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9.  Over the years, EPA has issued some recommendations on PM-10 modeling, including those codified at 40 CFR part 51, appendix W, 7.2.1 and 7.2.2, and those set forth in the PM-10 SIP Development Guideline (USEPA 450/2-860001, 6/87). Although we do not set minimum performance goals or require model performance evaluation for PM-10 modeling, the SCAQMD included a performance evaluation for the UAM/LC at each of the 5 study sites for sulfate, nitrate, ammonium, and primary PM-10 (1997 plan, Appendix V, pages V-2-52 to V-2-54). For the peak site, Rubidoux, the annual percent error is under 20 percent for nitrate, ammonium, and primary PM-10, but is 42.9 percent for sulfate. Sulfates, however, account for less than 5 ug/m3 at each of the stations, and bias in the prediction performance is thus typically less than 2 ug/m3.

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10.  The conformity regulations provide that, for purposes of budgets and conformity determinations, the applicable pollutants are VOC, NOX, and PM-10 if the applicable implementation plan establishes a budget for such emissions as part of the RFP, attainment, or maintenance strategy, or EPA has made such a finding. 40 CFR 91.102(b)(2)(iii). Thus, although the SCAQMD has established SOX as a PM-10 precursor in the South Coast and has set RFP and attainment reduction targets for SOX, the conformity regulations do not allow for SOX budgets. The conformity regulations require that, in PM-10 areas with SIPs which identify construction-related fugitive PM-10 as a contributor to the nonattainment problem, the PM-10 budget and conformity analysis must include fugitive PM-10 emissions associated with the construction of highway and transit projects. 40 CFR 93.122(d)(2).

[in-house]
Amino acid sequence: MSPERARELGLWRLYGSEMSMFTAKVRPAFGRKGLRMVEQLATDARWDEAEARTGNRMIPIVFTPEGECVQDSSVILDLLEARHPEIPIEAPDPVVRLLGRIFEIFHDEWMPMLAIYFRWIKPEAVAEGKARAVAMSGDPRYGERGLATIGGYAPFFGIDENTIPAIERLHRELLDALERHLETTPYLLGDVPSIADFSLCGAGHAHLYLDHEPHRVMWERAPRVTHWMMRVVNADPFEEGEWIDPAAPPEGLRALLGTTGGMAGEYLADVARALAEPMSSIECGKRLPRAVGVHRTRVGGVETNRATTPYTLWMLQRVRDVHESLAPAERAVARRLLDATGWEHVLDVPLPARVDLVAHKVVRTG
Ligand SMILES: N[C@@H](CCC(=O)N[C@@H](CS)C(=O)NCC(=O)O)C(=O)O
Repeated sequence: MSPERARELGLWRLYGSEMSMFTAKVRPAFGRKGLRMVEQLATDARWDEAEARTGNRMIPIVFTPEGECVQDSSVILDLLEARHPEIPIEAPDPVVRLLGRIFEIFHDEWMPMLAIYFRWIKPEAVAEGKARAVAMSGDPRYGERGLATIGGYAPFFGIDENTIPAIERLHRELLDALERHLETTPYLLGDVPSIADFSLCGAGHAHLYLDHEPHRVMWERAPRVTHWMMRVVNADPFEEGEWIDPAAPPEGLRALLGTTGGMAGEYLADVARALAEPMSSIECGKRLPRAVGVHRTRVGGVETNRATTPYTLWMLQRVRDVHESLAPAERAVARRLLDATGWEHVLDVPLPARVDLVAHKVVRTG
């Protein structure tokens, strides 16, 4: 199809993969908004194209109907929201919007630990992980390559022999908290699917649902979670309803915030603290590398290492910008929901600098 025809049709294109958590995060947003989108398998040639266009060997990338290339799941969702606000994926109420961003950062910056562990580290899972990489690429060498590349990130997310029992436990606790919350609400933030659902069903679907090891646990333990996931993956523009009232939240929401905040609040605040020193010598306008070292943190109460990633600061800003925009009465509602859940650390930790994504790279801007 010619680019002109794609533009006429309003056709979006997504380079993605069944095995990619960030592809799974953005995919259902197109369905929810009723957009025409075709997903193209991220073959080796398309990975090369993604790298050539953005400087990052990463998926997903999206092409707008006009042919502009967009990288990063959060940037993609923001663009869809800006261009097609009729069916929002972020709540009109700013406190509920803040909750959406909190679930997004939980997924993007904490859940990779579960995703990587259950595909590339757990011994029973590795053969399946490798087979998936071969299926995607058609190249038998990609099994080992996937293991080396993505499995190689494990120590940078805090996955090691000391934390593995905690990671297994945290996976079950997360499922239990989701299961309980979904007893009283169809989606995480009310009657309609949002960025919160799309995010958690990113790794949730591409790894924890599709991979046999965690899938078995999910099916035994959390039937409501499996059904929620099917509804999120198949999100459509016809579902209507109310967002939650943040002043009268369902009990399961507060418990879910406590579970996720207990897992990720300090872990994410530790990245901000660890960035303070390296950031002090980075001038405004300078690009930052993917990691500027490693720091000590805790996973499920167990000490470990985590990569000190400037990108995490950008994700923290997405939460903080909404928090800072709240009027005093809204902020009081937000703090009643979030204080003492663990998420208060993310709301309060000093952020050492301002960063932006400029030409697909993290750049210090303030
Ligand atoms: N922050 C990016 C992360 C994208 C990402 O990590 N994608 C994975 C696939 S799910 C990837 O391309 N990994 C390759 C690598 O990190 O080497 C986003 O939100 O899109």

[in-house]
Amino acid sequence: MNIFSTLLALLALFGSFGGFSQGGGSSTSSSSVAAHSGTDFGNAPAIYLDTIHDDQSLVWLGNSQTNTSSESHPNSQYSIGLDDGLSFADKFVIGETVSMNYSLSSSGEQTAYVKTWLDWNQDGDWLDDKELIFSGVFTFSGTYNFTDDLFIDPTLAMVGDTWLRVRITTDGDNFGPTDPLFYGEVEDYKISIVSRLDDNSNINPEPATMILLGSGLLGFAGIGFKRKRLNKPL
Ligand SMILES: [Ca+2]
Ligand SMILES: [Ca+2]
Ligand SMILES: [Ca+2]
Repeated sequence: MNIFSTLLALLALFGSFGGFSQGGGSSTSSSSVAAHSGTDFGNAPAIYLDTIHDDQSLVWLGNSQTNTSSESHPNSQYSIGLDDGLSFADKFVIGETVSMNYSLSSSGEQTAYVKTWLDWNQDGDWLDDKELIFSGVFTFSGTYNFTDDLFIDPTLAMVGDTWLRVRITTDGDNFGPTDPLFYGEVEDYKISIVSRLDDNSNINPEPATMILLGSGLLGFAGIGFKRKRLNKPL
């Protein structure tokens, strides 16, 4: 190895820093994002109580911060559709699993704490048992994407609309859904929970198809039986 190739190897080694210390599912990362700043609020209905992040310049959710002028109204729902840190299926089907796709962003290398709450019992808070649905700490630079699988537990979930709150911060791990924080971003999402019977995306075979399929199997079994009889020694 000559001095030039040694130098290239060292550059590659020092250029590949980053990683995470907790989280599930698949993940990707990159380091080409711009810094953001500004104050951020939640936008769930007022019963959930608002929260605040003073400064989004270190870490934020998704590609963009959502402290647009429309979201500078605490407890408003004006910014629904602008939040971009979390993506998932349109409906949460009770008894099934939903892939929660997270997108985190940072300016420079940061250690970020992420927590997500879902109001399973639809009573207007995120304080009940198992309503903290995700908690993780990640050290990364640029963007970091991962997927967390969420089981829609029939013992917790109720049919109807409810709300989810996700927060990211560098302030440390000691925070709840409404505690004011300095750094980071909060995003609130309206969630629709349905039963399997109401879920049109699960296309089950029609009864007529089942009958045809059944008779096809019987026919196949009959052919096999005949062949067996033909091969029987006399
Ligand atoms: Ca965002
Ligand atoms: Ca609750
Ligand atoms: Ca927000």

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[FR Doc. 02-31680 Filed 12-16-02; 8:45 am]